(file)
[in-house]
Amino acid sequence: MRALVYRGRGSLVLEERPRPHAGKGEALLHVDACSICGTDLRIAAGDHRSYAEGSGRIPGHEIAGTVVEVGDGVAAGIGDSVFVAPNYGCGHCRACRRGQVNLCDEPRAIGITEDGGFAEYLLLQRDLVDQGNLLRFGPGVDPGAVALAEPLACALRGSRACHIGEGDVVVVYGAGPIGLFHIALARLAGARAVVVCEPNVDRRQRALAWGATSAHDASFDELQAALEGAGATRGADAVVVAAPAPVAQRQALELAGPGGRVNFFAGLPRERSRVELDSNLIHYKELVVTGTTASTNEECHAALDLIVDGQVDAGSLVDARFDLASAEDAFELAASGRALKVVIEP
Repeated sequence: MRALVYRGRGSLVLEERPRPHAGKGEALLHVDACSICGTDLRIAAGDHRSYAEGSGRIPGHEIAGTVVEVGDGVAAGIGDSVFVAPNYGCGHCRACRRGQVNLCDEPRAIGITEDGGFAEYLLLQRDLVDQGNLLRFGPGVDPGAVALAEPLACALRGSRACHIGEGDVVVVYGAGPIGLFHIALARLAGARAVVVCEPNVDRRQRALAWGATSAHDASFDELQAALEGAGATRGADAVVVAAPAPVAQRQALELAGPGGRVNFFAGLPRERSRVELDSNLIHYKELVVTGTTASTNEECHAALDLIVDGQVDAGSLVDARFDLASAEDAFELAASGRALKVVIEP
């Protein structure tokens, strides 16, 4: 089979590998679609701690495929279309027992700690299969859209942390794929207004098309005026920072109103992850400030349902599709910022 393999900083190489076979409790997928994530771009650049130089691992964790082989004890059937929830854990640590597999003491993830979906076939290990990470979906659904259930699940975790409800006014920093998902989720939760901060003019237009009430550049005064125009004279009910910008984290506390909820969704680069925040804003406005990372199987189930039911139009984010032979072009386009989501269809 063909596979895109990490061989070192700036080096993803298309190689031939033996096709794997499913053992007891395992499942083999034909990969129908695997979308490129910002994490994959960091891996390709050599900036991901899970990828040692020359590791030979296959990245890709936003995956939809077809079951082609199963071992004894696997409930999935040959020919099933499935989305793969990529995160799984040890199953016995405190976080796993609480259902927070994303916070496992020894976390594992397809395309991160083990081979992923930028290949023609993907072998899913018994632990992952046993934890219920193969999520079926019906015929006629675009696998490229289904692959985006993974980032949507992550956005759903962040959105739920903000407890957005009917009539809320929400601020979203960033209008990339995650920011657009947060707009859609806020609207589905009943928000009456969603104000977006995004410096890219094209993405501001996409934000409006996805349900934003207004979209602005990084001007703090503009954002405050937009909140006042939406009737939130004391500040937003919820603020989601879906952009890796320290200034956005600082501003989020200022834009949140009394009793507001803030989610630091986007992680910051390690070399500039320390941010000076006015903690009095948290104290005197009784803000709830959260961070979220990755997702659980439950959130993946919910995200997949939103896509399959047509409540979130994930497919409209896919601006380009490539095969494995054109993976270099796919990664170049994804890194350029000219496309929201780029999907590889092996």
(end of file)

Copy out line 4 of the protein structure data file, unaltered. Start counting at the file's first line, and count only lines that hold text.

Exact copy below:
């Protein structure tokens, strides 16, 4: 089979590998679609701690495929279309027992700690299969859209942390794929207004098309005026920072109103992850400030349902599709910022 393999900083190489076979409790997928994530771009650049130089691992964790082989004890059937929830854990640590597999003491993830979906076939290990990470979906659904259930699940975790409800006014920093998902989720939760901060003019237009009430550049005064125009004279009910910008984290506390909820969704680069925040804003406005990372199987189930039911139009984010032979072009386009989501269809 063909596979895109990490061989070192700036080096993803298309190689031939033996096709794997499913053992007891395992499942083999034909990969129908695997979308490129910002994490994959960091891996390709050599900036991901899970990828040692020359590791030979296959990245890709936003995956939809077809079951082609199963071992004894696997409930999935040959020919099933499935989305793969990529995160799984040890199953016995405190976080796993609480259902927070994303916070496992020894976390594992397809395309991160083990081979992923930028290949023609993907072998899913018994632990992952046993934890219920193969999520079926019906015929006629675009696998490229289904692959985006993974980032949507992550956005759903962040959105739920903000407890957005009917009539809320929400601020979203960033209008990339995650920011657009947060707009859609806020609207589905009943928000009456969603104000977006995004410096890219094209993405501001996409934000409006996805349900934003207004979209602005990084001007703090503009954002405050937009909140006042939406009737939130004391500040937003919820603020989601879906952009890796320290200034956005600082501003989020200022834009949140009394009793507001803030989610630091986007992680910051390690070399500039320390941010000076006015903690009095948290104290005197009784803000709830959260961070979220990755997702659980439950959130993946919910995200997949939103896509399959047509409540979130994930497919409209896919601006380009490539095969494995054109993976270099796919990664170049994804890194350029000219496309929201780029999907590889092996």